- Clinical science
Hypersensitivity reactions occur when the normally protective immune system responds abnormally, potentially harming the body. Various autoimmune disorders as well as allergies fall under the umbrella of hypersensitivity reactions, the difference being that allergies are immune reactions to exogenous substances (antigens or allergens), whereas autoimmune diseases arise from an abnormal immune response to endogenous substances (autoantigens). A symptomatic reaction only occurs in sensitized individuals, i.e., they must have had at least one prior asymptomatic contact with the offending antigen. Hypersensitivity reactions are commonly classified into four types. reactions are immediate allergic reactions (e.g., food and pollen allergies, asthma, anaphylaxis). Type II hypersensitivity reactions are referred to as cytotoxic, as they involve antibodies that are specific to particular tissues within the body and cause destruction of cells in these tissues (e.g., autoimmune hemolytic anemia, Goodpasture syndrome). Type III hypersensitivity reactions are immune complex-mediated, with tissue damage caused by antigen-antibody complex deposition (e.g., many vasculitides and glomerulonephritides). Type IV hypersensitivity reactions (e.g., TB skin tests, contact dermatitis) are delayed and cell-mediated and are the only hypersensitivity reaction that involves sensitized T lymphocytes rather than antibodies. Unlike true hypersensitivity reactions, which occur after sensitization, nonallergic hypersensitivity reactions (e.g., pseudoallergies) cause mast cell activation and histamine release after initial exposure to a trigger substance (e.g., radiocontrast media).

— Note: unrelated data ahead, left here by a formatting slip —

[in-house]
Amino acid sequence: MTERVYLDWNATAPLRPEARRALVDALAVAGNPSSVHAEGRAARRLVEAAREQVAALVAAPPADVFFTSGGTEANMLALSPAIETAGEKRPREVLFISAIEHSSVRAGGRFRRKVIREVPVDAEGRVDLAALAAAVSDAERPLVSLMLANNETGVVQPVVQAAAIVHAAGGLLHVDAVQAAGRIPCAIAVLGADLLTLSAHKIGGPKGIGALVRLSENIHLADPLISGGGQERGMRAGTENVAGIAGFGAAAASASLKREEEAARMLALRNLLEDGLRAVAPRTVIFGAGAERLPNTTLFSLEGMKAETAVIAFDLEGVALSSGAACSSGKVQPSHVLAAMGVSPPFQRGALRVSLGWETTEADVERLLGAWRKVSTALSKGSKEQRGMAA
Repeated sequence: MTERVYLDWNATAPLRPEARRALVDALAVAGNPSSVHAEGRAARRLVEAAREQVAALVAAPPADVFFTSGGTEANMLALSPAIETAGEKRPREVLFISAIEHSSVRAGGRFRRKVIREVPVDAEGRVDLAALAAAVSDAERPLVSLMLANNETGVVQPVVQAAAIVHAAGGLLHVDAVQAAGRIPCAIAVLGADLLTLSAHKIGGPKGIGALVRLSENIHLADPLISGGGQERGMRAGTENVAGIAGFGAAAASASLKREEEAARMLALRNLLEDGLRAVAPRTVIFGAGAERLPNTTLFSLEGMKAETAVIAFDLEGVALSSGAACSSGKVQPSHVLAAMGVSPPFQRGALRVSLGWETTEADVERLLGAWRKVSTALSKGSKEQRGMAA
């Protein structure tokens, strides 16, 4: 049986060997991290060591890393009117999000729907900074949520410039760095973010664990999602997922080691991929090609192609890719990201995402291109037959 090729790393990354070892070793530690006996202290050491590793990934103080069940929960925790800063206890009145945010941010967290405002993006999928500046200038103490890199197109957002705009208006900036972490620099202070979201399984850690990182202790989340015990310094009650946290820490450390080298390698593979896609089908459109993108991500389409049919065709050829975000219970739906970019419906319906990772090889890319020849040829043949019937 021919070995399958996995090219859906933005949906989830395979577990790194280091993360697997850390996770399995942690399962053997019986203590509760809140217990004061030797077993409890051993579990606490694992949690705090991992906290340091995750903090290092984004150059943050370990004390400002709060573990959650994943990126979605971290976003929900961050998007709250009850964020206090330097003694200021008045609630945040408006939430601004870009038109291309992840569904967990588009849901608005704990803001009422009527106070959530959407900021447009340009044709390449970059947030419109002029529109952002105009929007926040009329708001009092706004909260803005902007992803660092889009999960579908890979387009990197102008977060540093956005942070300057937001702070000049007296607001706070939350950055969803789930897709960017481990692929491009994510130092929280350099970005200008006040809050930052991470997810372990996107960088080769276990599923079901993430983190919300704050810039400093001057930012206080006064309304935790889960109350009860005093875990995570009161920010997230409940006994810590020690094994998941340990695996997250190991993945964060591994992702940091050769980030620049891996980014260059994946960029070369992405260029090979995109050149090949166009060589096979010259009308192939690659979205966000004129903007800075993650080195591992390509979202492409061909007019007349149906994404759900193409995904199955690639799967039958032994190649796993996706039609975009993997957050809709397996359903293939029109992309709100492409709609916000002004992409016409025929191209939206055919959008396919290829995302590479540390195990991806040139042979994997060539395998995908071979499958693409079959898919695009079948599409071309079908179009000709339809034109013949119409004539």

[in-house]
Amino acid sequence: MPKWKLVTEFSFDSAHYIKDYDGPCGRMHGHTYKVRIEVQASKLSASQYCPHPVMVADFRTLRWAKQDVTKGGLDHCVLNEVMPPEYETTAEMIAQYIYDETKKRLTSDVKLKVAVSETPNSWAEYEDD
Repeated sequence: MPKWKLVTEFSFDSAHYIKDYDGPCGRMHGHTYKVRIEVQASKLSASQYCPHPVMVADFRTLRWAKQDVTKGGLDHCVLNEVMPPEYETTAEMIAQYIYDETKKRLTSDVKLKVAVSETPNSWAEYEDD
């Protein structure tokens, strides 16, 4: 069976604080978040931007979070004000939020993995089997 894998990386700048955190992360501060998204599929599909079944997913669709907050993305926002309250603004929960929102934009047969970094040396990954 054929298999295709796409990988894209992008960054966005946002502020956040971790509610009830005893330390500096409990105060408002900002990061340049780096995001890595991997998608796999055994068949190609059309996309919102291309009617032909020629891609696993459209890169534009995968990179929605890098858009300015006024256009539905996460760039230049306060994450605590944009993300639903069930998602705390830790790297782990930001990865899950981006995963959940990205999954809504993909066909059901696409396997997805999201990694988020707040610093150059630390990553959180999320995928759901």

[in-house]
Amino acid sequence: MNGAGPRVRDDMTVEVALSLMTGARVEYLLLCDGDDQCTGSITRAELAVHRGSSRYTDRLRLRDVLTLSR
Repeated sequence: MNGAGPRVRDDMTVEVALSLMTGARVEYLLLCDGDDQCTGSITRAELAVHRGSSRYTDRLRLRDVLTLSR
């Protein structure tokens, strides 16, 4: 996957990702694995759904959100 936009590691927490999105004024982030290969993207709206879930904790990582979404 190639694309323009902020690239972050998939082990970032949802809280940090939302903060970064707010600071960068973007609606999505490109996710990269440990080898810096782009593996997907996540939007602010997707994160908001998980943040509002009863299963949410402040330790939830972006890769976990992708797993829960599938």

See also “Anaphylaxis.”
- Hypersensitivity reaction: a condition in which the normally protective immune system has a harmful effect on the body
- Allergy: an abnormal immunological response to an otherwise harmless environmental stimulus (e.g., food, pollen, animal dander)
- Autoimmune disease: an abnormal immunological response directed against an antigen that is actually part of the body itself
- Sensitization: initial asymptomatic contact with an antigen
- Effect: harmful immune response following sensitization and subsequent antigen contact
- Types: Hypersensitivity reactions are classified into four types.
|Type I: immediate||Type II: cytotoxic||Type III: immune complex||Type IV: delayed (T-cell mediated)|
|Summary of pathophysiology|
|* Autoantibodies present|
Drugs can cause all four types of hypersensitivity reactions!
The hypersensitivity reactions can be memorized with the mnemonic ACID: A – Allergic/Anaphylactic/Atopic (Type I); C – Cytotoxic (Type II); I – Immune complex deposition (Type III); D – Delayed (Type IV)
- Type I hypersensitivity reactions are referred to as immediate and include anaphylactic and atopic immune responses.
- For the specific causes of type I hypersensitivity, see the above.
- IgE is formed as a result of prior sensitization (i.e., previous contact with the antigen) and coats mast cells and basophils.
- Subsequent encounter with antigen results in an IgE-mediated reaction by preformed IgE antibodies: Free antigen binds to two adjacent IgE antibodies (crosslinking) → degranulation of cells
Release of histamine and other mediators (e.g., prostaglandin, platelet-activating factor, leukotrienes, heparin, tryptase) →
- Increased smooth muscle contraction + peripheral vasodilation + increased vascular permeability → bronchospasm, abdominal cramping, and rhinitis → hypovolemia, hypoxia
- Extravasation of capillary blood → erythema
- Fluid shift into the interstitial space → edema, pulmonary edema
- Eosinophil and neutrophil chemotaxis induced by basophil and mast cell mediators → eosinophilia
Type I is first and fast.
- Individuals with allergies may also react to substances that contain particles that are similar to the main antigen.
Examples (primary allergen – cross-reactant allergen)